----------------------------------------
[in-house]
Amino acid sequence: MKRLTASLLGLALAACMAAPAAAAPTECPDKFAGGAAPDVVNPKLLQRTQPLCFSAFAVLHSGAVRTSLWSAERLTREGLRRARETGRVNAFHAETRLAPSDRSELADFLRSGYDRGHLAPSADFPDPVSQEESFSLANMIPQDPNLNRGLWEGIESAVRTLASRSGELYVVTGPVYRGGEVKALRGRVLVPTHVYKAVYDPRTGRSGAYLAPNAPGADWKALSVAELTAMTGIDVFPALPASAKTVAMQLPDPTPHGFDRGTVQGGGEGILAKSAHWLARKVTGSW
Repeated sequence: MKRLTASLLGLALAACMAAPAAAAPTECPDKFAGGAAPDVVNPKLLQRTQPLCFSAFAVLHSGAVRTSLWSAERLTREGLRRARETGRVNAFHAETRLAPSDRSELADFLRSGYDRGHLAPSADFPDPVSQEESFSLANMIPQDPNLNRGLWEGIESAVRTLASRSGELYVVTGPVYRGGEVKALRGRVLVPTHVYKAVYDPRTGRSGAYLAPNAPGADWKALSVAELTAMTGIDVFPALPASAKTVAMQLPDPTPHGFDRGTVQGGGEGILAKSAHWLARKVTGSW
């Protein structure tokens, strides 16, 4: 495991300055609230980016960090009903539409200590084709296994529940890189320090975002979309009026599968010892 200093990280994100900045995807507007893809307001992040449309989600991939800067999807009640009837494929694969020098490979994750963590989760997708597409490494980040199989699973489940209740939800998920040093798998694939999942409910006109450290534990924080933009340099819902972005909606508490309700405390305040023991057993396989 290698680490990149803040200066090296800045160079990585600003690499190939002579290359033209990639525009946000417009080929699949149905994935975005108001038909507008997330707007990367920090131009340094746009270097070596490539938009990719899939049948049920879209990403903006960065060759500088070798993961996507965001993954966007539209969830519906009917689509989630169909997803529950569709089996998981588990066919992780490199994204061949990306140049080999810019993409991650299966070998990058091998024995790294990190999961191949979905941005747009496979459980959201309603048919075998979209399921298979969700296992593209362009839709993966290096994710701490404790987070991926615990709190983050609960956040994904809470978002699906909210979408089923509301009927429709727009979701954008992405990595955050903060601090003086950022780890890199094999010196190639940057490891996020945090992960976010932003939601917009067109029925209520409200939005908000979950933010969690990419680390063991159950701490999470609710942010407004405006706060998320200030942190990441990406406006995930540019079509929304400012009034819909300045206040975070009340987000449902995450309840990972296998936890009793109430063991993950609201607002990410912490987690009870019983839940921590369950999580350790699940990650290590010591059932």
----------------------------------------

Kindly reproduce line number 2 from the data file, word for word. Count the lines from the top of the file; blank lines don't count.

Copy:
Amino acid sequence: MKRLTASLLGLALAACMAAPAAAAPTECPDKFAGGAAPDVVNPKLLQRTQPLCFSAFAVLHSGAVRTSLWSAERLTREGLRRARETGRVNAFHAETRLAPSDRSELADFLRSGYDRGHLAPSADFPDPVSQEESFSLANMIPQDPNLNRGLWEGIESAVRTLASRSGELYVVTGPVYRGGEVKALRGRVLVPTHVYKAVYDPRTGRSGAYLAPNAPGADWKALSVAELTAMTGIDVFPALPASAKTVAMQLPDPTPHGFDRGTVQGGGEGILAKSAHWLARKVTGSW